• Biodegradable polymer market in the US has witnessed a series of consolidations over the past 10 years. In 2003 there were more than 7 players in the US Biodegradable polymer market. The U.S. biodegradable polymer market revenues were estimated at $27.0 million, corresponding to 22.9 million pounds of unit shipment. The U.S. biodegradable polymer market revenue is forecast to grow to $67.8 million in 2010 at a compound annual growth rate (CAGR) of 12.2 percent. 
  • German chemicals group BASF has launched two new pharmaceutical film-coating products, cementing its position in a market estimated to be worth about €200 million and growing at 5 to 6 per cent a year. Last year, BASF launched Kollicoat IR, the first of a new generation of excipients based on polyvinyl alcohol-polyethylene glycol copolymer. 
  • The use of polyvinyl alcohol (PVA) as a coating agent for food supplements poses no health risks, according to a recent EFSA investigation. The European supplements market was estimated to be worth 5.2 billion in 2005, with growth rate expected to peak at 4.4 percent over this year before dropping to a steady 4.1 percent for the subsequent five years. By 2011, the market is predicted to be worth around 6.6 billion. 
  • Chemicals company DuPont said Friday its packaging and industrial polymers unit is raising its worldwide price for its Elvanol polyvinyl alcohol by 8 cents per pound. The company said high energy, transportation and raw material costs resulted in the price increase, which are effective June 1, or as contracts permit. Elvanol polyvinyl alcohol is used in a variety of industries including textiles, paper, adhesives and films.
  • There are over 22 producers worldwide with ~ 1 million tons on the open market in 2002. Larger producers include Kuraray (Japan) and Celanese (USA) but mainland China has installed a number of very large production facilities in the past decade. In 1998, Western Europe has been the major importer of PVA, so it can be considered as a target market. India and Pakistan can also be considered as target markets. The domestic demand of PVA is estimated to be at least 5,000 Tons per annum for the next coming years.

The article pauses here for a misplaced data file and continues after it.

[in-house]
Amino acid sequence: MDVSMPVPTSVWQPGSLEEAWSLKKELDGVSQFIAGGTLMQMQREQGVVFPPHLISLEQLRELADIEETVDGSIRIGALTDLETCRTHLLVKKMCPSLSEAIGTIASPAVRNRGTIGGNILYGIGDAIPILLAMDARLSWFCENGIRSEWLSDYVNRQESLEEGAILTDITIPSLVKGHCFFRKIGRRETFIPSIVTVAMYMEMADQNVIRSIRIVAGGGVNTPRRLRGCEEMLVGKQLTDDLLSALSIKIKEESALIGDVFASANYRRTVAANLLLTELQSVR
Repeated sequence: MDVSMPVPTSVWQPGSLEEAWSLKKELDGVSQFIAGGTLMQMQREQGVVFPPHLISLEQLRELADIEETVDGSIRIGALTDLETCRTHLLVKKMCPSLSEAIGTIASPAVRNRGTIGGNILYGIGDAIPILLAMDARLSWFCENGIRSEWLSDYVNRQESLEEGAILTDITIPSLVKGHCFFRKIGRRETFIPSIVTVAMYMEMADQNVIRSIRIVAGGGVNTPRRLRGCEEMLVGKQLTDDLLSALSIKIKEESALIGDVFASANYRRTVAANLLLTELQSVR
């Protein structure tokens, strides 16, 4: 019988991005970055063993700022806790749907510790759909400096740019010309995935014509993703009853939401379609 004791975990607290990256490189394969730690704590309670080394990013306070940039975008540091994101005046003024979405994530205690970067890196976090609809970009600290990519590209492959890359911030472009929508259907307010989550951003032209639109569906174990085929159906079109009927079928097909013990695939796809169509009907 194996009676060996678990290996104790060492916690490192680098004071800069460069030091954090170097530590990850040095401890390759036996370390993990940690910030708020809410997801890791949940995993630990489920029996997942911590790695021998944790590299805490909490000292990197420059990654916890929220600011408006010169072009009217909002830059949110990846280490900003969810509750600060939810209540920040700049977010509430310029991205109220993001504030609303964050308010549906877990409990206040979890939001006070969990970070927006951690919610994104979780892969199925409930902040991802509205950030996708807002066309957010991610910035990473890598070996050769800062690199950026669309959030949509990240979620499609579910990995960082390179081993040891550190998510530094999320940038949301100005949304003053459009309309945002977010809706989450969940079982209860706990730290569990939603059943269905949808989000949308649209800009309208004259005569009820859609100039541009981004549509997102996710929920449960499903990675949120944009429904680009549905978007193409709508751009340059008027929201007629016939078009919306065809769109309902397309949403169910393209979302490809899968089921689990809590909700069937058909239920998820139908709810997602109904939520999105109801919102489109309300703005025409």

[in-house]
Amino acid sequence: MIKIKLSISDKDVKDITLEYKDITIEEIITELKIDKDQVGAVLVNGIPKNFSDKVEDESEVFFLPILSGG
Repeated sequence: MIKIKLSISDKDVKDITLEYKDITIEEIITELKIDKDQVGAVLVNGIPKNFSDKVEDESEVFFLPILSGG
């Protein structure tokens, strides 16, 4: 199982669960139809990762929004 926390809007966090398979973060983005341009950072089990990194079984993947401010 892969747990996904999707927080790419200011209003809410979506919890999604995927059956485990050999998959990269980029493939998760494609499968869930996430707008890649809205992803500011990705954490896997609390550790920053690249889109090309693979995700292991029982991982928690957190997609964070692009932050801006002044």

• PVOH demand in Asia (except China) was almost flat in 2006 as compared with 2005 when the market plummeted by 10% or so. Moves of PVOH demand appear to be very erratic, affected by inventories in the distribution channel. In 2007 so far, there is no sign of PVOH demand increasing significantly. Under these circumstances, PVOH prices in Asia are not strong at the moment and remain depressed around $2000/ton cfr for most representative commodity grades. Prices for big accounts are slightly below $2000/tonb cfr.
  • The combined exports of China and Taiwan amounted to about 38,700 tons in 2006, and if the exports are regulated by the anti-dumping problem, these exports must find out other markets. Due to the growth potential, Asian markets including the Chinese domestic market should be home for such material. But, if Chinese producers aggressively increase the production capacity, the problem may not be so  simple.



Reactions of Polyvinyl Alcohol with Clay

Thermal and Physical Properties

Company Profiles




Material Safety Data Sheet

Aspects of Polyvinyl Alcohol